Image: Professor Salminen performing laparoscopic appendectomy (Photo courtesy of TYKS)
A new study suggests that low-dose CT can be used to identify appendicitis and differentiate between cases requiring surgery and those that can be treated with antibiotics alone.
Researchers at the University of Turku (UTU; Finland) and Turku University Hospital (TYKS; Finland) conducted a prospective study of 856 patients with suspected appendicitis to examine the accuracy of contrast-enhanced low dose (454 patients) and standard-dose (402 patients) CT, as compared with protocols guiding imaging based on body mass index (BMI); this enabled direct CT imaging comparison only in patients with a BMI below 30 kg/m2. The on-call CT diagnosis was compared with the final clinical diagnosis.
“The results showed that low-dose CT identified patients with and without appendicitis at an accuracy rate of 98% and 98.5%, respectively. In patients with a BMI under 30, respective values were 98.2 % and 98.6%, respectively. The corresponding accuracy for differentiating between uncomplicated and complicated acute appendicitis was 90.3% and 87.6% in all patients, and 89.8% and 88.4% among those with a BMI below 30, respectively. The study was published on November 11, 2021, in the British Journal of Surgery.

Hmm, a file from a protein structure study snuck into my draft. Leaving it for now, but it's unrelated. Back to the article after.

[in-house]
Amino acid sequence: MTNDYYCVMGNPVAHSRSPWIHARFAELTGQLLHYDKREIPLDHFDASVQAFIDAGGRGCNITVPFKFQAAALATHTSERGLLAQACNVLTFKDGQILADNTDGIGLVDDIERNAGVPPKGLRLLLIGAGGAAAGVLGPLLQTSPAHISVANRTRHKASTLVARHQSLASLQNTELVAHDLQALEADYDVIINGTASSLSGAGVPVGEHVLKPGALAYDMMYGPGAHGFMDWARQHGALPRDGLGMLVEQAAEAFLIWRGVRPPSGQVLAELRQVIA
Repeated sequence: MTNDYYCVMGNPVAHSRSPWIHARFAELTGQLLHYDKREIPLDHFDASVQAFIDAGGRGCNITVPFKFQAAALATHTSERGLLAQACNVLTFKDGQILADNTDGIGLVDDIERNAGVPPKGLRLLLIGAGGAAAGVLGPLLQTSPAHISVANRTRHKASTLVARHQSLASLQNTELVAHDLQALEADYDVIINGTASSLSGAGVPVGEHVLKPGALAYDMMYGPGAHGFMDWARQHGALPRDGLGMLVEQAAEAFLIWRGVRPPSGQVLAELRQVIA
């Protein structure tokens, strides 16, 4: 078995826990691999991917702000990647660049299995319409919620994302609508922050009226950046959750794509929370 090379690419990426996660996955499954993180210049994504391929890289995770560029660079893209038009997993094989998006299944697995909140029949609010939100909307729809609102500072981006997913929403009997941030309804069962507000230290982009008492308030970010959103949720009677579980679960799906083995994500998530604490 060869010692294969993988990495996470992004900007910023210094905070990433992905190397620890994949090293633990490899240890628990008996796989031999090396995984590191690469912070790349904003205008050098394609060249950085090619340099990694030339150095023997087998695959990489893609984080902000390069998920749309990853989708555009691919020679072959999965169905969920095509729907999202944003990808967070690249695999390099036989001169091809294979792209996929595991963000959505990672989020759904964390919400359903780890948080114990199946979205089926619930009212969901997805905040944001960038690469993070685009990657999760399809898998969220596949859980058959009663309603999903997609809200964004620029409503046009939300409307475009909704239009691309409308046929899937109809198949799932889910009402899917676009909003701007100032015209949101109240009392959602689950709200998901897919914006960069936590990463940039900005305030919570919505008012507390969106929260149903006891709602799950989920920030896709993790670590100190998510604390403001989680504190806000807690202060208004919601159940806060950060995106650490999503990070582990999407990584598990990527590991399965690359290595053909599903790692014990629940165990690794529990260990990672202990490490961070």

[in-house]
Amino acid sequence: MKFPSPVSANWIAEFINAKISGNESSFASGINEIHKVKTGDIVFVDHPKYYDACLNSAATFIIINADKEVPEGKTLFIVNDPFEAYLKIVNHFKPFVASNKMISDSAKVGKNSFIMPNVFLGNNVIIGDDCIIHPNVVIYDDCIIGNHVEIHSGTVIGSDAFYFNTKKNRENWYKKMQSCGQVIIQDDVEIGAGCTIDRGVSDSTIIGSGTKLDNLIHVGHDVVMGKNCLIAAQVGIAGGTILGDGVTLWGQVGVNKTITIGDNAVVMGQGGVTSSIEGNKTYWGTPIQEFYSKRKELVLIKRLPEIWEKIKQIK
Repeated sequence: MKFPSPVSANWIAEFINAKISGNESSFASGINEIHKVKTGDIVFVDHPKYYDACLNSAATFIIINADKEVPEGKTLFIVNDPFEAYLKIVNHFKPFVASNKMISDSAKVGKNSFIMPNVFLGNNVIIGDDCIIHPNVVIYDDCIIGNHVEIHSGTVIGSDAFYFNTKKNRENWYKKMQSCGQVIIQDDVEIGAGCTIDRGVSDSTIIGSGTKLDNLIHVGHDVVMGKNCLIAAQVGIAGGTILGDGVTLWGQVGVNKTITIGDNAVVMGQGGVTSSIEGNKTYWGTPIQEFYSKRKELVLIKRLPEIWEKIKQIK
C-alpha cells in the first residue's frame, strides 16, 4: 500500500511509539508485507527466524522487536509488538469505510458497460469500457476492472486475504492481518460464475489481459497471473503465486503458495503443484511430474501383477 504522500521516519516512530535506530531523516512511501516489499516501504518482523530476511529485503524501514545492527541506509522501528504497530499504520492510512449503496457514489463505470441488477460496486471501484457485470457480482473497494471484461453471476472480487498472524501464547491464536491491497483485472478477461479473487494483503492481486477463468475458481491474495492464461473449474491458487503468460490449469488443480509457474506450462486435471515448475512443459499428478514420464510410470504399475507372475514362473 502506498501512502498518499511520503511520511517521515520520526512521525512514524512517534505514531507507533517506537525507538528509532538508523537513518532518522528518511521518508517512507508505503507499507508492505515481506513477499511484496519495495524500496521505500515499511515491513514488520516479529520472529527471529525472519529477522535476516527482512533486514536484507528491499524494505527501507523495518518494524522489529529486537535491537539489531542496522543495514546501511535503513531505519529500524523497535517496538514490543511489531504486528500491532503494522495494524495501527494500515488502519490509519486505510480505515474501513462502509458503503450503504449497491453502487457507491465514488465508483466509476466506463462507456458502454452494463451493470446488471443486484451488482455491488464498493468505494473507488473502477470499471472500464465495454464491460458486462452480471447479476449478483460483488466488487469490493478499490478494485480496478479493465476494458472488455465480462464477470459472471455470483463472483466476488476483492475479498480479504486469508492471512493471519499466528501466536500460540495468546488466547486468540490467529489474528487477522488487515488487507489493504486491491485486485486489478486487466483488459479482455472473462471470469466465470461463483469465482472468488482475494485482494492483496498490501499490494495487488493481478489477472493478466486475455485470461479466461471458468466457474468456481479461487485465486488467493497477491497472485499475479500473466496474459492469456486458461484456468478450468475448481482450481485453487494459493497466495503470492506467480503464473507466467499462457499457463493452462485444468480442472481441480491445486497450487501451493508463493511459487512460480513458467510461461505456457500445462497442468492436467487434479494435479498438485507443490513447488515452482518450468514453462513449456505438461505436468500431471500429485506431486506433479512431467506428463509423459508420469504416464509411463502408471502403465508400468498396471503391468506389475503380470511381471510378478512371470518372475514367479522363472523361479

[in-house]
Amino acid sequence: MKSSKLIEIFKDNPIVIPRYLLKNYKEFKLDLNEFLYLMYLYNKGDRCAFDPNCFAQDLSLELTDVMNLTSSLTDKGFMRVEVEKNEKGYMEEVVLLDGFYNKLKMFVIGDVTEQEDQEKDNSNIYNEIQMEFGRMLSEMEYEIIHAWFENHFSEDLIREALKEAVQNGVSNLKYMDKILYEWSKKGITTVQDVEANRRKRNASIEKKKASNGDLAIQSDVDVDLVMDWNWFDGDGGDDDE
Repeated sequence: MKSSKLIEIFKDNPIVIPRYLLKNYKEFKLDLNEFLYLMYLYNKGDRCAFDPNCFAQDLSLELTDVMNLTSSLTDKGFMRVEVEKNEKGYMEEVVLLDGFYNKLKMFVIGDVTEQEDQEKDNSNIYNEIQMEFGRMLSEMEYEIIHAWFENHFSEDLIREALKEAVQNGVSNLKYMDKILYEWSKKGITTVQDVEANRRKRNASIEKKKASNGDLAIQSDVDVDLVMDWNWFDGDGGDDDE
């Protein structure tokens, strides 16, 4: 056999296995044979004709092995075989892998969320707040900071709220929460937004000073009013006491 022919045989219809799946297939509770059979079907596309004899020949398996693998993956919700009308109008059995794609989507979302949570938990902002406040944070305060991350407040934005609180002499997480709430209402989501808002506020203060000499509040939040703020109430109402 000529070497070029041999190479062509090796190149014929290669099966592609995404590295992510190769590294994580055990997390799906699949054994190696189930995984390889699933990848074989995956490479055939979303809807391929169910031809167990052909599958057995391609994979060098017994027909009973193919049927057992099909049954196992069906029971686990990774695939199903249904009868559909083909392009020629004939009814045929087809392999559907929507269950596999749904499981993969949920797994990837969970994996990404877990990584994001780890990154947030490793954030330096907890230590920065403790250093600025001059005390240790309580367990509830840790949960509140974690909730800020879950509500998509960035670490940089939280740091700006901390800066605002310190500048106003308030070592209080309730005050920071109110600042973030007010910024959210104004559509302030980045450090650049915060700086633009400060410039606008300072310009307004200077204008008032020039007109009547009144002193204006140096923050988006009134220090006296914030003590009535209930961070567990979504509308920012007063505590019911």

“Contrast-enhanced CT is the reference standard used in diagnostic imaging for acute appendicitis in adults; the radiation dose has been of concern. This study aimed to assess whether a lower radiation dose would affect the diagnostic accuracy of CT,” explained lead author Professor Paulina Salminen, MD, of the TYKS department of surgery, and colleagues. “Low- and standard-dose CT were accurate both in identifying appendicitis and in differentiating between uncomplicated and complicated acute appendicitis.”
Laparoscopic appendectomy is safe and effective in obese patients, and may be the preferred approach since it may convey some advantages over the open approach in access to the appendix, visualization, and decrease in wound complications. In the morbidly obese, however, longer trocars and instruments may be needed.
University of Turku
Turku University Hospital